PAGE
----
Practical Compassion

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Practical Compassion is a blog authored by bereavement staff of GHS Hospice of the Foothills. It is intended to provide practical tips for caregivers of loved ones with terminal illnesses. This blog is taken from a monthly column published in the Seneca Daily Journal.

Are you ready?

In 2010 there were about seven potential caregivers for everyone who was over 80. This ratio is projected drop to four to one by 2030. Chances are good that many of us will need to hire a caregiver or live in a senior home when we are older.
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How we spend our waning days

When we move our clocks back one hour this week, most of us notice how the increased darkness affects our mood. Many report feeling more depressed in the winter.
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How to Help an Overwhelmed Caregiver

“Is there anything I can do?” is not a helpful question for overwhelmed caregivers. They probably want to answer with something like the following: Can you make my husband walk again so he can walk my daughter down the aisle?
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No Time to Relax

I once hosted a “relaxation table” for hospital staff, visitors and patients. I had a sand table, tactile balls, puzzles, coloring sheets and Legos (!) for passersby to spend a few minutes relaxing.
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How are you, really?

“How are you?” This common greeting can be uncomfortable for people who are feeling down.
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‘You want me to do what?’ New Demands on Caregivers

Health care has changed a great deal in recent years, and not all the changes pleasant. However, most patients agree recovering at home is better than the longer hospital stays of the past. Being in one’s own home often makes recovery easier. But earlier discharges from the hospital have changed the role of the caregivers...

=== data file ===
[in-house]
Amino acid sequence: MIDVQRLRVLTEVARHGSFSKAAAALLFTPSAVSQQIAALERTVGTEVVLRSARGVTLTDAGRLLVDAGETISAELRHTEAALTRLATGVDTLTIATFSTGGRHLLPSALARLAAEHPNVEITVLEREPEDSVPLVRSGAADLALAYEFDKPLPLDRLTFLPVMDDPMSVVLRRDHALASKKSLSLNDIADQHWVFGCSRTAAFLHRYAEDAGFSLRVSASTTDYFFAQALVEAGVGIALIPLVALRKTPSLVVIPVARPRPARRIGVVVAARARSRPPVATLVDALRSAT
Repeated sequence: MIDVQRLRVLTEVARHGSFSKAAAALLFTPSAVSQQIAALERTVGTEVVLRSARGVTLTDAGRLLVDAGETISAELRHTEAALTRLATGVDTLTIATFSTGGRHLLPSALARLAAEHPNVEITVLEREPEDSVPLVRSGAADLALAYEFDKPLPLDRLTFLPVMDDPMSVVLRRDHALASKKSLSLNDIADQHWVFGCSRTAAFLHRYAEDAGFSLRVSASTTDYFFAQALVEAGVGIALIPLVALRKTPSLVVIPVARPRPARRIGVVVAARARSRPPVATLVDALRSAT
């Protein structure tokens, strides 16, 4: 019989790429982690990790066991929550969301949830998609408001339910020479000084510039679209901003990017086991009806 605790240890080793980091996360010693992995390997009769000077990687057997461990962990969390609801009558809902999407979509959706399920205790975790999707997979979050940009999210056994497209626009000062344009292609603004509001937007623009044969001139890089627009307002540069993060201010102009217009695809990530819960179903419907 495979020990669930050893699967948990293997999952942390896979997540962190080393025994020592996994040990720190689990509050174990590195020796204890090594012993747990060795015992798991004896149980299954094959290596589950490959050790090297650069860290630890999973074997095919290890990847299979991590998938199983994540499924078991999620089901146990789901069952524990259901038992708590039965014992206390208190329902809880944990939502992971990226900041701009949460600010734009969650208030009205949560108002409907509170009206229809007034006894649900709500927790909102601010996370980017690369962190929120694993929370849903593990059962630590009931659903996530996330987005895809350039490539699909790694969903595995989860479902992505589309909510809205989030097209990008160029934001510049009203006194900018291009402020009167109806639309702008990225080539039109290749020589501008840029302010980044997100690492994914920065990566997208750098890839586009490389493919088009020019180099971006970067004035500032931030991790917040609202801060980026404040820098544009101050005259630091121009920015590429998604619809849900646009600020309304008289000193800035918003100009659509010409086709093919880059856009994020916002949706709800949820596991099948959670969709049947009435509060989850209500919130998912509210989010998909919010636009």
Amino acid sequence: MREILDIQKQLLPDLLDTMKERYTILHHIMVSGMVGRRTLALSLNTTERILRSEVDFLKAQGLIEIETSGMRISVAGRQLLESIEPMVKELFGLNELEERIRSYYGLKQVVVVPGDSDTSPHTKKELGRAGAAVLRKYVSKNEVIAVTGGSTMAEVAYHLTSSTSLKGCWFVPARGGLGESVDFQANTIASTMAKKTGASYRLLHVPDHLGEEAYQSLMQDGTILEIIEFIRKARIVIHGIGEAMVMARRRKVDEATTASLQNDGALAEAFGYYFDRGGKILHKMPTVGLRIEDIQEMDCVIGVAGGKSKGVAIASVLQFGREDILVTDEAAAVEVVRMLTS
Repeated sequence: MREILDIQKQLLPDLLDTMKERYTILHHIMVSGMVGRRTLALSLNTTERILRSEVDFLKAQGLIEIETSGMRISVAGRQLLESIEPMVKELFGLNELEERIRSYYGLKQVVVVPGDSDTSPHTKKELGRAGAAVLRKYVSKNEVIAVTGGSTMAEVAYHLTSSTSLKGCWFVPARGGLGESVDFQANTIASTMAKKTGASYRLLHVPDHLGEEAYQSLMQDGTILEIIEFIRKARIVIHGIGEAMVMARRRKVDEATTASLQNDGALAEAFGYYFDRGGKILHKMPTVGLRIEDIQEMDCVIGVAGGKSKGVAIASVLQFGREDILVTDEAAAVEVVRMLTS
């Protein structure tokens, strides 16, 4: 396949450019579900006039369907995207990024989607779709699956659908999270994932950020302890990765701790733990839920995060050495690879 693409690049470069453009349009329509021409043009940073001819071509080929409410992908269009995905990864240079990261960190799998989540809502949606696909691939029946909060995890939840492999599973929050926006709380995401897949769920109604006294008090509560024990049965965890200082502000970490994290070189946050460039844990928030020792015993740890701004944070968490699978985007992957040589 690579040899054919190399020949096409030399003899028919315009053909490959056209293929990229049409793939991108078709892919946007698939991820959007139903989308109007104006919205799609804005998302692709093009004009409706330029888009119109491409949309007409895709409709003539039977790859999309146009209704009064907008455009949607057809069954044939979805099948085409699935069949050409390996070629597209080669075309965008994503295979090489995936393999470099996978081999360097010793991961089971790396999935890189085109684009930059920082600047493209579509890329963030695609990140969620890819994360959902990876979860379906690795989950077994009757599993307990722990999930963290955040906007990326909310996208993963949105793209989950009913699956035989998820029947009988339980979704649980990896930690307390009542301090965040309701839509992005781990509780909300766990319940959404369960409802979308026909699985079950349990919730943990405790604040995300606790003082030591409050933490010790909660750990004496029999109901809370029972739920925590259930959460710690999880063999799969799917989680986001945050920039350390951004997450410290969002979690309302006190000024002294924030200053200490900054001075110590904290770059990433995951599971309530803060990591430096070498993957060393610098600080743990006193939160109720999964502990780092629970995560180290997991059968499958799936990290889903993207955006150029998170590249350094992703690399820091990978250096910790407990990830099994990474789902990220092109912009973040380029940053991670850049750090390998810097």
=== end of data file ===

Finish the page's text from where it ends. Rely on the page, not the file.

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Telling Your Loved One the Truth

By Eunice Lehmacher Painful realities sometimes become part of caregiving.  When an illness is incurable, progressive or life-limiting, caregivers often wonder if they should tell their loved one the truth–that they know are dying. Unfortunately, many dying people don’t know that the treatment they are currently undergoing is either not curative or unlikely to be...
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New Year’s Resolutions for Caregivers

One in four people report some holiday let down or depression after Christmas.  Many people have disappointment related to unmet or unrealistic expectations, guilt about overindulgence, a return of loneliness, and perhaps disappointment that family members didn’t help more with caregiving.  The shorter days of winter can also be depressing. It’s time to be proactive...
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False Evidence Appearing Real (FEAR)

As caregivers, we fear that our loved one will fall, get a bad result, be discouraged, not be able to do something, or that we don’t provide good enough care. Notice that all these fears focus on the future. Since there’s pain and troubles enough in the present, thinking about the future makes the present...
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Let the children come

We tend to shield our children from pain and death, so when disease or death comes we tend to keep the details from children. Since disability and death are part of life, I encourage children to be part of the caregiving team. Even young children can bring a glass of water or a smile.
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